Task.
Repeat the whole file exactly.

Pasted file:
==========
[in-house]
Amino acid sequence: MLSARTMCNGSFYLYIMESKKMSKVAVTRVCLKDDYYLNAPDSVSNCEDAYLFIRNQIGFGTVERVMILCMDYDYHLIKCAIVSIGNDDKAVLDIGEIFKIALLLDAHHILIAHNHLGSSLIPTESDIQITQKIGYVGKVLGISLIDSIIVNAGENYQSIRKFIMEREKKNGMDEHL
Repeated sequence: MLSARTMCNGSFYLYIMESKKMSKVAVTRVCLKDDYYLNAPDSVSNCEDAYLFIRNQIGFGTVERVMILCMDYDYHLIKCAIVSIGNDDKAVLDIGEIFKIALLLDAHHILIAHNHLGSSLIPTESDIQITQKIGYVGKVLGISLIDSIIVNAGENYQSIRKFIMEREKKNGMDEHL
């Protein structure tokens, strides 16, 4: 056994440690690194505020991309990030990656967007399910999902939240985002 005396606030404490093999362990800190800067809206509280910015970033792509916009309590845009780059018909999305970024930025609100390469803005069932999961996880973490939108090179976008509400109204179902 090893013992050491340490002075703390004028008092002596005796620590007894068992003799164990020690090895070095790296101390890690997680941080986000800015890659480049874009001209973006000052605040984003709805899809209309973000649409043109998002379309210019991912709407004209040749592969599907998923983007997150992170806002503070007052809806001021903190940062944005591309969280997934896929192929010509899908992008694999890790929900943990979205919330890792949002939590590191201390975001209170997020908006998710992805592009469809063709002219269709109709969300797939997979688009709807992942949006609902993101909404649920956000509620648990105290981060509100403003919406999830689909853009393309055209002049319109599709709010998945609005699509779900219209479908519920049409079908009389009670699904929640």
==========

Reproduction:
[in-house]
Amino acid sequence: MLSARTMCNGSFYLYIMESKKMSKVAVTRVCLKDDYYLNAPDSVSNCEDAYLFIRNQIGFGTVERVMILCMDYDYHLIKCAIVSIGNDDKAVLDIGEIFKIALLLDAHHILIAHNHLGSSLIPTESDIQITQKIGYVGKVLGISLIDSIIVNAGENYQSIRKFIMEREKKNGMDEHL
Repeated sequence: MLSARTMCNGSFYLYIMESKKMSKVAVTRVCLKDDYYLNAPDSVSNCEDAYLFIRNQIGFGTVERVMILCMDYDYHLIKCAIVSIGNDDKAVLDIGEIFKIALLLDAHHILIAHNHLGSSLIPTESDIQITQKIGYVGKVLGISLIDSIIVNAGENYQSIRKFIMEREKKNGMDEHL
């Protein structure tokens, strides 16, 4: 056994440690690194505020991309990030990656967007399910999902939240985002 005396606030404490093999362990800190800067809206509280910015970033792509916009309590845009780059018909999305970024930025609100390469803005069932999961996880973490939108090179976008509400109204179902 090893013992050491340490002075703390004028008092002596005796620590007894068992003799164990020690090895070095790296101390890690997680941080986000800015890659480049874009001209973006000052605040984003709805899809209309973000649409043109998002379309210019991912709407004209040749592969599907998923983007997150992170806002503070007052809806001021903190940062944005591309969280997934896929192929010509899908992008694999890790929900943990979205919330890792949002939590590191201390975001209170997020908006998710992805592009469809063709002219269709109709969300797939997979688009709807992942949006609902993101909404649920956000509620648990105290981060509100403003919406999830689909853009393309055209002049319109599709709010998945609005699509779900219209479908519920049409079908009389009670699904929640």